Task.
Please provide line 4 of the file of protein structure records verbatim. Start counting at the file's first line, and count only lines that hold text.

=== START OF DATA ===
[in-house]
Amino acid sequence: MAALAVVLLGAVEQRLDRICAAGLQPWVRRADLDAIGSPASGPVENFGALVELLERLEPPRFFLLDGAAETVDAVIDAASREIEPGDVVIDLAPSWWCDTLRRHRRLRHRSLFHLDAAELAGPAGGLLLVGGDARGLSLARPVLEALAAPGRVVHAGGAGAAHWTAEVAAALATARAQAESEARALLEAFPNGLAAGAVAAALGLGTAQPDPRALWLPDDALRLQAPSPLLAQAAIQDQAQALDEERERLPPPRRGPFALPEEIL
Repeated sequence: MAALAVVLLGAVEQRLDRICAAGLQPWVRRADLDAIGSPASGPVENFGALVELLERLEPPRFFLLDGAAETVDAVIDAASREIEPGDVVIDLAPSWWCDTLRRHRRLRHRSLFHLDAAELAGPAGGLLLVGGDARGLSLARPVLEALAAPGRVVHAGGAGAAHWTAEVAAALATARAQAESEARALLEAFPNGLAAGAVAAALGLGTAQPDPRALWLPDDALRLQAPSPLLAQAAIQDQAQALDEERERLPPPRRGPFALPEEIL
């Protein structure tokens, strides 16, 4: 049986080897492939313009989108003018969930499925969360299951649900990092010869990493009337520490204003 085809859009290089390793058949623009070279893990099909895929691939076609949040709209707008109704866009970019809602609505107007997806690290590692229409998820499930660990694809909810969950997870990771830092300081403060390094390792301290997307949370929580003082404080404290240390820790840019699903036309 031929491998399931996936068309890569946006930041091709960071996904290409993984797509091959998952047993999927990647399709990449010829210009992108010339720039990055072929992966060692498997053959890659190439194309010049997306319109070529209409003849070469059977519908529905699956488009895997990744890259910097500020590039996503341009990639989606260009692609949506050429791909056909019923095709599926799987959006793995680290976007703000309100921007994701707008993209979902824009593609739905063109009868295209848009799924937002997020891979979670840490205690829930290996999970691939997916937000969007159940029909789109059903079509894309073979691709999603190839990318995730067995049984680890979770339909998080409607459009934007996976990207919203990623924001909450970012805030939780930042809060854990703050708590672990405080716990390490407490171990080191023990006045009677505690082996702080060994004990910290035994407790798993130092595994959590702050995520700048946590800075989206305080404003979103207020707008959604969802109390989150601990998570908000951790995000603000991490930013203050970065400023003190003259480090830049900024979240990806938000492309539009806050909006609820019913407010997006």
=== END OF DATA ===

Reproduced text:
């Protein structure tokens, strides 16, 4: 049986080897492939313009989108003018969930499925969360299951649900990092010869990493009337520490204003 085809859009290089390793058949623009070279893990099909895929691939076609949040709209707008109704866009970019809602609505107007997806690290590692229409998820499930660990694809909810969950997870990771830092300081403060390094390792301290997307949370929580003082404080404290240390820790840019699903036309 031929491998399931996936068309890569946006930041091709960071996904290409993984797509091959998952047993999927990647399709990449010829210009992108010339720039990055072929992966060692498997053959890659190439194309010049997306319109070529209409003849070469059977519908529905699956488009895997990744890259910097500020590039996503341009990639989606260009692609949506050429791909056909019923095709599926799987959006793995680290976007703000309100921007994701707008993209979902824009593609739905063109009868295209848009799924937002997020891979979670840490205690829930290996999970691939997916937000969007159940029909789109059903079509894309073979691709999603190839990318995730067995049984680890979770339909998080409607459009934007996976990207919203990623924001909450970012805030939780930042809060854990703050708590672990405080716990390490407490171990080191023990006045009677505690082996702080060994004990910290035994407790798993130092595994959590702050995520700048946590800075989206305080404003979103207020707008959604969802109390989150601990998570908000951790995000603000991490930013203050970065400023003190003259480090830049900024979240990806938000492309539009806050909006609820019913407010997006």